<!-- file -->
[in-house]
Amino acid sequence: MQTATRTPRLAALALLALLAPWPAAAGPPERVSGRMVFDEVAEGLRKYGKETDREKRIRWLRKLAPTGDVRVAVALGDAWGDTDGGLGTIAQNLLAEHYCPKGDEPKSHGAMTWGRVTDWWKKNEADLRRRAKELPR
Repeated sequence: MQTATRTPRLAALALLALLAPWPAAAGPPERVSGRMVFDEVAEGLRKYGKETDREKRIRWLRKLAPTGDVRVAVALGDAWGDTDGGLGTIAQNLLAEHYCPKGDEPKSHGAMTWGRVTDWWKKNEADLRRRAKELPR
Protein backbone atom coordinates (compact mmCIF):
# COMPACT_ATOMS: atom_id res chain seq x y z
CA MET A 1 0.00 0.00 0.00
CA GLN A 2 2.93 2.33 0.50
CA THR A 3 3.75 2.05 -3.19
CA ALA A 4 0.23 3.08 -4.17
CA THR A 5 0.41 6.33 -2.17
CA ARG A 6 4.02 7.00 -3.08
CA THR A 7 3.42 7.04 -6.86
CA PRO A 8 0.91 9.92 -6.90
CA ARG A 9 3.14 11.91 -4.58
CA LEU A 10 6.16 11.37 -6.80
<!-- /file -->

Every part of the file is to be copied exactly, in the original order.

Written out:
[in-house]
Amino acid sequence: MQTATRTPRLAALALLALLAPWPAAAGPPERVSGRMVFDEVAEGLRKYGKETDREKRIRWLRKLAPTGDVRVAVALGDAWGDTDGGLGTIAQNLLAEHYCPKGDEPKSHGAMTWGRVTDWWKKNEADLRRRAKELPR
Repeated sequence: MQTATRTPRLAALALLALLAPWPAAAGPPERVSGRMVFDEVAEGLRKYGKETDREKRIRWLRKLAPTGDVRVAVALGDAWGDTDGGLGTIAQNLLAEHYCPKGDEPKSHGAMTWGRVTDWWKKNEADLRRRAKELPR
Protein backbone atom coordinates (compact mmCIF):
# COMPACT_ATOMS: atom_id res chain seq x y z
CA MET A 1 0.00 0.00 0.00
CA GLN A 2 2.93 2.33 0.50
CA THR A 3 3.75 2.05 -3.19
CA ALA A 4 0.23 3.08 -4.17
CA THR A 5 0.41 6.33 -2.17
CA ARG A 6 4.02 7.00 -3.08
CA THR A 7 3.42 7.04 -6.86
CA PRO A 8 0.91 9.92 -6.90
CA ARG A 9 3.14 11.91 -4.58
CA LEU A 10 6.16 11.37 -6.80